Brandon Belt has shown this before: a 10- or 15-game stretch in which he looks to be the real slugging threat everyone talked about during his prospect days. He did it in August of 2013, and then he did it again to open the season in 2014; the latter seemed like it might be the one that would stick, but Belt broke his thumb on a hit by pitch in early May, suffered a concussion in July, and his season was effectively derailed.
In truth, we haven’t seen this sort of thing too often from San Francisco’s giraffe-like first baseman:
Sometimes a hitter just runs into one, and sometimes balls go very far at Coors Field. Regardless, his homer from last week was quite a punctuation mark — a mic drop, if you will — and it should at the very least force us to ask that familiar question concerning Belt: what can we really expect from him?
Belt has been an above-average offensive player since his debut in 2011, fueling a career 127 wRC+ with a high line-drive rate, an average eye for walks, and enough power to make up for his elevated strikeout rates. While the .396 BABIP he currently sports this season is due for regression, his .338 career mark shows that there is some batted-ball talent there.
An injury-shortened 2014 was a departure from his great 2013, as his line-drive and walk rates fell alongside increased strikeouts. Much of that can probably be chalked up to the various maladies, however, as his rate stats at the beginning and end of the season (when he was healthy) were more in line with expectations. Now that he’s fully healthy and entering his prime at 27, we would hope to start seeing his full potential realized.
The first thing of note so far this season: his line-drive rate. We’re not really close to the stabilization point for line drives — that comes around 600 balls in play — but Belt has been squaring up balls to the tune of a league-leading 35% liner percentage. We can’t say that will certainly continue, but we can say that’s been a very good thing, and it’s one of the drivers of his elevated BABIP.
What’s also interesting is where those line drives are going. Let’s start with this chart, courtesy of Baseball Heat Maps, that shows the angles of Belt’s line drives, fly balls, and home runs over each individual year of his career:
Negative values mean he’s hitting the ball to left field, while positive ones mean he’s going to right field. It’s not hard to see what’s happened over the past few years: while he spent 2013 and 2014 pulling the ball more, he’s now going to the opposite field at a higher rate than ever before. There’s usually a trade off that happens when players make this change: they might find more hits in the opposite field, but there also tends to be less power. Has that happened to Belt?
To find out, let’s take a look at his ISO to each of the pull, center, and opposite fields since 2012:
Belt started in the majors with a pretty good opposite-field approach, and 2013 was probably the best culmination of a productive all-fields mindset without sacrificing too much pull power. We can see what happened in 2014: Belt was yanking everything, which boosted his power to the pull side at the expense of the opposite field. So far in 2015, he’s putting all of those together, mashing to the pull side at a 2014 clip while adding extra base power to the opposite field. That’s what we want to see out of him (it’s what we want to see out of most hitters, to be fair), and it should give us confidence when he does things like this:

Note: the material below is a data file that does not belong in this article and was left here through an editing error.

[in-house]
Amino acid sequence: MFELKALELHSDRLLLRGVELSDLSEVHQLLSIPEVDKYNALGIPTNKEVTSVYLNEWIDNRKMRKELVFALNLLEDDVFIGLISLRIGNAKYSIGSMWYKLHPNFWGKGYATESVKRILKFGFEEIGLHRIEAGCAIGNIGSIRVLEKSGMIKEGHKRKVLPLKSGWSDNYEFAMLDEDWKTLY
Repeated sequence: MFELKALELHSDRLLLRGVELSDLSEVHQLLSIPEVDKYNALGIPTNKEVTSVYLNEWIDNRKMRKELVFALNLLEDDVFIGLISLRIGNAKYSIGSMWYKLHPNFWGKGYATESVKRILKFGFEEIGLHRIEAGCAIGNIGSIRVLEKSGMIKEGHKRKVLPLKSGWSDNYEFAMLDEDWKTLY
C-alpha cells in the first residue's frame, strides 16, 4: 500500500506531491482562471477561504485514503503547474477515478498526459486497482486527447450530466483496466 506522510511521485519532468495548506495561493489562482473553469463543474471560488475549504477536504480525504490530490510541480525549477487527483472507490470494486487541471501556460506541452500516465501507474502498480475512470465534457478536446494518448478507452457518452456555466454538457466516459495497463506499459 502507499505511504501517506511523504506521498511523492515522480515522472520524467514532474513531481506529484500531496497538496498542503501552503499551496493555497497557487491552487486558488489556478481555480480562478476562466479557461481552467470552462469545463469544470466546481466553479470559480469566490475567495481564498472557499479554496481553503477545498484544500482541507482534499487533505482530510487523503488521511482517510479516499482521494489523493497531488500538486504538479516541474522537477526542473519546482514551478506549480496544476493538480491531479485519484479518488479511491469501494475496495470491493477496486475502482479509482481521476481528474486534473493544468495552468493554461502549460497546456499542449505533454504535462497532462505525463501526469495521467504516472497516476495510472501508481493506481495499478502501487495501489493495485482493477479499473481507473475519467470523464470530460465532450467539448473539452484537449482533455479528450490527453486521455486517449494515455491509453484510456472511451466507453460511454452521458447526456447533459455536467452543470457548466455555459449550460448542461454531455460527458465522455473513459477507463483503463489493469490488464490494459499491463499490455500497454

Belt had only five career opposite-field home runs before he hit this one on May 17th. If he keeps putting up those type of opposite-field ISO numbers, that count will rise.
What is driving this increased power to all fields? Better plate coverage. Let’s look at a GIF of Belt’s ISO per pitch in each part of the zone between 2013, 2014, and this season:
In 2013, Belt showed a very good general ability to hit for power throughout the strike zone. In 2014, that power contracted, with focus moving to the inside part of the plate, where Belt was trying to pull pitches for home runs. This season, his plate approach is the best yet: his coverage of the outside part of the plate is back to 2013 levels, but his power has actually extended on the inside part of the plate past where it was in 2014.
He’s now hitting pitches off the plate inside (especially high) for power while not sacrificing his ability to drive the ball to the opposite field. If this approach sticks for Belt, it’s the culmination of a lot of plate approach tinkering, and it should limit his previous vulnerabilities to pitchers adjusting to him by cycling through going inside and outside.
The big question, just like previous years, is whether this will stick. We know the BABIP numbers are going to decrease, and he’s probably not going to hit line drives 35% of the time for the rest of the season. Hot streaks always make players look great, and maybe he’s just been mashing the ball for a few weeks.
He does seem like he’s showing us something new this year, however: a blend of two approaches, each successful in their own way, that together might finally make Belt into the player that everyone has expected for the past few years. Perhaps that player isn’t a 25-30 home run guy; maybe he’s more of a gap to gap hitter with 20-ish home-run power. I think a lot of people would be very happy with that, the Giants included. Who knows — with the prospect of an entire healthy season during his prime, Belt just might surprise us.
Owen Watson writes for FanGraphs and The Hardball Times. Follow him on Twitter @ohwatson.